THIS CURSORY OUTLINE of the economic system and markets, taken separately, shows that never before our own time were markets more than accessories of economic life. As a rule, the economic system was absorbed in the social system,' and whatever principle of behavior predominated in the economy, the presence of the market pattern was found to be compatible with it. The principle of barter or exchange, which underlies this pattern, revealed no tendency to expand at the expense of the rest. Where markets were most highly developed, as under the mercantile system, they throve under the control of a centralized administration which fostered autarchy both in the households of the peasantry and in respect to national life. Regulation and markets, in effect, grew up together, The self-regulating market was unknown ; indeed the emergence of the idea of self-regulation was a complete reversal of the trend of development. It is in the light of these facts that the extraordinary assumptions underlying a market economy can alone be fully comprehended. A market economy is an economic system controlled, regulated, and directed by markets alone; order in the production and distribution of goods is entrusted to this self-regulating mechanism. An economy of this kind derives from the expectation that human beings behave in such a way as to achieve maximum money gains. It assumes markets in which the supply of goods (including services) available at a definite price will equal the demand at that price. It assumes the presence of money, which functions as purchasing power in the hands of its owners. Production will then be controlled by prices, for the profits of those who direct production will depend upon them; the distribution of the goods also will depend upon prices, for prices form incomes, and it is with the help of these incomes that the goods produced are distributed amongst the members of society. Under these assumptions order in the production and distribution of goods is ensured by prices alone.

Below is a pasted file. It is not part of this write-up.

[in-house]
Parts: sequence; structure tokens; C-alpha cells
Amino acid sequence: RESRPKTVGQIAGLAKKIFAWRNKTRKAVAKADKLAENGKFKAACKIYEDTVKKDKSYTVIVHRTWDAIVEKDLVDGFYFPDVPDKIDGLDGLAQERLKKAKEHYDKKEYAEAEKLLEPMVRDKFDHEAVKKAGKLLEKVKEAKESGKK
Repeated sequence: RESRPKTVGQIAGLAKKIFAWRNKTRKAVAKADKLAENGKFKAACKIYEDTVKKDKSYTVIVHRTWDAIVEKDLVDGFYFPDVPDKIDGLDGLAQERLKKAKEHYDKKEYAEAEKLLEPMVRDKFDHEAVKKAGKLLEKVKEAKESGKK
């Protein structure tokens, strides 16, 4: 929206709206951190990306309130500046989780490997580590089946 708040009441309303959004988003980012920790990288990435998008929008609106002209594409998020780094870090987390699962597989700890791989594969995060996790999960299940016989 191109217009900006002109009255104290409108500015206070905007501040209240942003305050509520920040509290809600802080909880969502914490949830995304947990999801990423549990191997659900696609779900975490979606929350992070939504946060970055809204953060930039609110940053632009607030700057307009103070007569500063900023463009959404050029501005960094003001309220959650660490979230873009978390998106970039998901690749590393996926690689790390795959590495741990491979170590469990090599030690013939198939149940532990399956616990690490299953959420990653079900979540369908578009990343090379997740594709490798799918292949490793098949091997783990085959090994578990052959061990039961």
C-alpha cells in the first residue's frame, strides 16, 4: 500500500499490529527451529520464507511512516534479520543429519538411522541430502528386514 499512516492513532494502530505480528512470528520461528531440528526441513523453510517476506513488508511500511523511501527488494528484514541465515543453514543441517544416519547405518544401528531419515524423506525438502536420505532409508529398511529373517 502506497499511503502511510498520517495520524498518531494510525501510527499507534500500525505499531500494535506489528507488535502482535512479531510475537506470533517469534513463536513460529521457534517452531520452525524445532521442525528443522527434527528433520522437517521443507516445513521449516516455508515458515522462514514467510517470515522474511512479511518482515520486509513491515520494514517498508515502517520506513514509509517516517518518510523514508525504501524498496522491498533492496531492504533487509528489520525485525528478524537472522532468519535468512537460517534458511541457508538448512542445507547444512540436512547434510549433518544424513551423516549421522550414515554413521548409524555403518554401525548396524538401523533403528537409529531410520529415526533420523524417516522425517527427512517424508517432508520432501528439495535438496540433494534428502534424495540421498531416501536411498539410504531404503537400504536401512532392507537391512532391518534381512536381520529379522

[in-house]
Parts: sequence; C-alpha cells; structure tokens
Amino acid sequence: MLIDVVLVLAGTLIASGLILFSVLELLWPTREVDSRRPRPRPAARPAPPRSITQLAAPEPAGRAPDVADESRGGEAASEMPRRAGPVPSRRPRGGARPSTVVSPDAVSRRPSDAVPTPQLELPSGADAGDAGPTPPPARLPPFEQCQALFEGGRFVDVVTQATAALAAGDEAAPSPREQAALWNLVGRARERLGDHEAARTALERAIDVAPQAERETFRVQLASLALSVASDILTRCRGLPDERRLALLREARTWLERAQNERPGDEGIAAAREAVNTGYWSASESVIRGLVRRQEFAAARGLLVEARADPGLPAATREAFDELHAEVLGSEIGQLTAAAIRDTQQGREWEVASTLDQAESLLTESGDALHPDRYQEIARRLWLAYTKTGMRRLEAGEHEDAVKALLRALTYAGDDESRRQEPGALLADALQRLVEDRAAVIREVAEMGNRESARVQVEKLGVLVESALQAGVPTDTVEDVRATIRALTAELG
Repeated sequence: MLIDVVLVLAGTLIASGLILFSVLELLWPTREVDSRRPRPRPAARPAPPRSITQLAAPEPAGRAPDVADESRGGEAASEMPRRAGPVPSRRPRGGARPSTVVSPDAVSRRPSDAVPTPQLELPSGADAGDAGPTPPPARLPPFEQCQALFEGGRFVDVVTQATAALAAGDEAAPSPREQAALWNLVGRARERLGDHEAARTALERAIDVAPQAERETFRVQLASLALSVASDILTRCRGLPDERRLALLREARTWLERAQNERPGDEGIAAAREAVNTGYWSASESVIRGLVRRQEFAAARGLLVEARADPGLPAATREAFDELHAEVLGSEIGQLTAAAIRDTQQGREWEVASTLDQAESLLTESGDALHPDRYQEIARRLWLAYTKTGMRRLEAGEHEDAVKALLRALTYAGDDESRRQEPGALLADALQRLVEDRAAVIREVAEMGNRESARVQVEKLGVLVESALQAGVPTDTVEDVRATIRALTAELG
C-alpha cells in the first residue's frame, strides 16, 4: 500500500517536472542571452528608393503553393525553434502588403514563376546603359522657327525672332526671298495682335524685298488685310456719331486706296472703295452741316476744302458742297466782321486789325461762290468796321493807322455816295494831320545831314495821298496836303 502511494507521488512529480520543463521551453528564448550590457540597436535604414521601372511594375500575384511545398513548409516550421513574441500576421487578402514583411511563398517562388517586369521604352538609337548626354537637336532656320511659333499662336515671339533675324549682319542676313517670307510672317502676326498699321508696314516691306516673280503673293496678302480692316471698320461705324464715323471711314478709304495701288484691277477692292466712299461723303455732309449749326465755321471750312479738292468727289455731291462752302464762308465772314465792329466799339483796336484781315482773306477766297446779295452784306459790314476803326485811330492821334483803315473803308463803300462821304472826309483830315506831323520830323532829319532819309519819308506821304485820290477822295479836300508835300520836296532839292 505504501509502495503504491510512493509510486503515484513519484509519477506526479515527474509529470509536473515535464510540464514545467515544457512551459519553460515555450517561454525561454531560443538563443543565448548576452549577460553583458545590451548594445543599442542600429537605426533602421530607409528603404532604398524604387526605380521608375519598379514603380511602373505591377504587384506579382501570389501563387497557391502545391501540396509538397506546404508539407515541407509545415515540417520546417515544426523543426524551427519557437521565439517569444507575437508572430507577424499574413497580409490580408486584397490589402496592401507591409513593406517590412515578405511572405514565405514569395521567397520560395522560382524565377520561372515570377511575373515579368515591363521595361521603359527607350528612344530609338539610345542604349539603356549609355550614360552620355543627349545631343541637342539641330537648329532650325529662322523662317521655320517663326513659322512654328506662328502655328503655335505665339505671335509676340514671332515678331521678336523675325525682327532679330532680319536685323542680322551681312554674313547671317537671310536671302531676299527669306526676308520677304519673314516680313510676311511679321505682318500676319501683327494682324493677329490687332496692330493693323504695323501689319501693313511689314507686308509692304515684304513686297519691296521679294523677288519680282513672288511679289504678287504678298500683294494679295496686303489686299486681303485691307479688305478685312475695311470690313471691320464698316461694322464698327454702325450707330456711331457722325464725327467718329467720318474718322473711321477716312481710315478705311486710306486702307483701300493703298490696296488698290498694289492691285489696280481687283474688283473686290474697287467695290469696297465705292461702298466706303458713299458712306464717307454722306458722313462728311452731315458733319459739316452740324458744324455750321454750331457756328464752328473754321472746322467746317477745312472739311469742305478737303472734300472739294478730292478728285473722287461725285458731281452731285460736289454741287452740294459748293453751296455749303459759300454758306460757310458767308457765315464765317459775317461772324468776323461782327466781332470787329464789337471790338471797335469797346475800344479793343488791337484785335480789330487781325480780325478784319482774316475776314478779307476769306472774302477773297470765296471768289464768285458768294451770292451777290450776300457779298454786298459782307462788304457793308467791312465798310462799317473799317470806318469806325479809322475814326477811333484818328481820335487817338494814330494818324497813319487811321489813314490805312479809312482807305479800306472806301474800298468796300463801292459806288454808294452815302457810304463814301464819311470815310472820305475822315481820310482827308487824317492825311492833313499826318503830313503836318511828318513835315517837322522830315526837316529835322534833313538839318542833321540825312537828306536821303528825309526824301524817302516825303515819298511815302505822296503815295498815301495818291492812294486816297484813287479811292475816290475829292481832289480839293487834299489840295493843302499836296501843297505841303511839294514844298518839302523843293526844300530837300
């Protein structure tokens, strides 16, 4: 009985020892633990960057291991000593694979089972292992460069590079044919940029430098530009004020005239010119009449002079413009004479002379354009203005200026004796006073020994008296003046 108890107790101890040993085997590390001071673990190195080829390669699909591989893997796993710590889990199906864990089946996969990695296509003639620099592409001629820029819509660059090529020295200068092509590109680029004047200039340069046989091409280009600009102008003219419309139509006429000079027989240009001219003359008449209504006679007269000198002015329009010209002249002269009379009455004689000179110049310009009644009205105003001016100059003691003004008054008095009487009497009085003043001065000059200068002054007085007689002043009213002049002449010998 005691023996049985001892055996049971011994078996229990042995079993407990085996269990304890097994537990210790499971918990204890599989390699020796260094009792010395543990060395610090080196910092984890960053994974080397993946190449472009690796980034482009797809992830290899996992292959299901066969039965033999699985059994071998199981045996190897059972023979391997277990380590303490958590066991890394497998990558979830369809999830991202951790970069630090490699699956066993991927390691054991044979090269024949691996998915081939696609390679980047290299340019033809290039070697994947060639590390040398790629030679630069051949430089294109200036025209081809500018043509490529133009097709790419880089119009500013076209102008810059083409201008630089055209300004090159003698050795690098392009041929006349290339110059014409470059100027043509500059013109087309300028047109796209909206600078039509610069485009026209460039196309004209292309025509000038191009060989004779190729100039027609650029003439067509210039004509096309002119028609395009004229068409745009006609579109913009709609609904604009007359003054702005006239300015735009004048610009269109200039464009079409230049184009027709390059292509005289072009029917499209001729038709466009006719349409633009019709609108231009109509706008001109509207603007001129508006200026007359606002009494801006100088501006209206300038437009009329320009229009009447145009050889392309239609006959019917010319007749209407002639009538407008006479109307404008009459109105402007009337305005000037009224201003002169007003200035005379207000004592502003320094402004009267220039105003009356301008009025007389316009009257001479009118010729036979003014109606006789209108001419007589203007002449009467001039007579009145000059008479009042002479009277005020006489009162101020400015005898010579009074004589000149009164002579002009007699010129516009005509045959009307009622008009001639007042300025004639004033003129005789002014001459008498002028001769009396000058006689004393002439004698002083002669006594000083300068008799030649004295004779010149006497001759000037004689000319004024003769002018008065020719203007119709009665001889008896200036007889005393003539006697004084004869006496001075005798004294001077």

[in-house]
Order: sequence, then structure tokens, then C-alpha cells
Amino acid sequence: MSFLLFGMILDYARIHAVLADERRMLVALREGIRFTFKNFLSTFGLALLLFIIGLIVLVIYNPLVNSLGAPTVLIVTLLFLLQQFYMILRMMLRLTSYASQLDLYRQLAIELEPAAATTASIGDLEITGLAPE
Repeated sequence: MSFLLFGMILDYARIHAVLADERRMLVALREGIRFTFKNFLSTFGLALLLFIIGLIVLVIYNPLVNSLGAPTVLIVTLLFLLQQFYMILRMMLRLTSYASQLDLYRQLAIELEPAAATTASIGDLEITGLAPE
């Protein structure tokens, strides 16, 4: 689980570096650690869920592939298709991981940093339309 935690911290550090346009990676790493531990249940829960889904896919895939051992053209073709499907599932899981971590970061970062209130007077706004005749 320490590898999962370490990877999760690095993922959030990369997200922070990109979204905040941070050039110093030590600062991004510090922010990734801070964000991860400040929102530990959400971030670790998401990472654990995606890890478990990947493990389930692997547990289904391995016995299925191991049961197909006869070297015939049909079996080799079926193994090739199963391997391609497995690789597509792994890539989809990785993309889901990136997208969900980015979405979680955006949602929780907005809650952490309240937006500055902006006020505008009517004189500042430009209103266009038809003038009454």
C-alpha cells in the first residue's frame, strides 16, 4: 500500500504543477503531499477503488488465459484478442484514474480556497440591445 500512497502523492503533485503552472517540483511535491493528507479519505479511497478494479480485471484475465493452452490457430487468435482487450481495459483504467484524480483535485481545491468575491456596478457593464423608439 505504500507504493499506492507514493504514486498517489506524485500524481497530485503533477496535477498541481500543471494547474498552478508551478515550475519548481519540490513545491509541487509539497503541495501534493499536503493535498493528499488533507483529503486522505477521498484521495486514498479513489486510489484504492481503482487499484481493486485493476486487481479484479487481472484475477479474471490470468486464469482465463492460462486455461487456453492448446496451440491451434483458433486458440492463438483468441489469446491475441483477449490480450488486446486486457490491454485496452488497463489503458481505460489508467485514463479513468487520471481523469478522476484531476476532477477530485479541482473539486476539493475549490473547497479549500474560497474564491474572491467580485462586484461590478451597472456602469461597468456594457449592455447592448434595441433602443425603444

Self-regulation implies that all production is for sale on the market and that all incomes derive from such sales. Accordingly, there are markets for all elements of industry, not only for goods (always including services) but also for labor, land, and money, their prices being called respectively commodity prices, wages, rent, and interest. The very terms indicate that prices form incomes: interest is the price for the use of money and forms the income of those who are in the position to provide it; rent is the price for the use of land and forms the income of those who supply it; wages are the price for the use of labor power, and form the income of those who sell it; commodity prices, finally, contribute to the incomes of those who sell their entrepreneurial services, the income called profit being actually the difference between two sets of prices, the price of the goods produced and their costs, i.e., the price of the goods necessary to produce them. If these conditions are fulfilled, all incomes will derive from sales on the market, and incomes will be just sufficient to buy all the goods produced. A further group of assumptions follows in respect to the state and Its policy. Nothing must be allowed to inhibit the formation of markets, nor must incomes be permitted to be formed otherwise than through sales. Neither must there be any interference with the adjustment of prices to changed market conditions—whether the prices are those of goods, labor, land, or money. Hence there must not only be markets for all elements of industry,1 but no measure or policy must be countenanced that would influence the action of these markets. Neither price, nor supply, nor demand must be fixed or regulated; only such policies and measures are in order which help to ensure the self-regulation of the market by creating conditions which make the market the only organizing power in the economic sphere. To realize fully what this means, let us return for...
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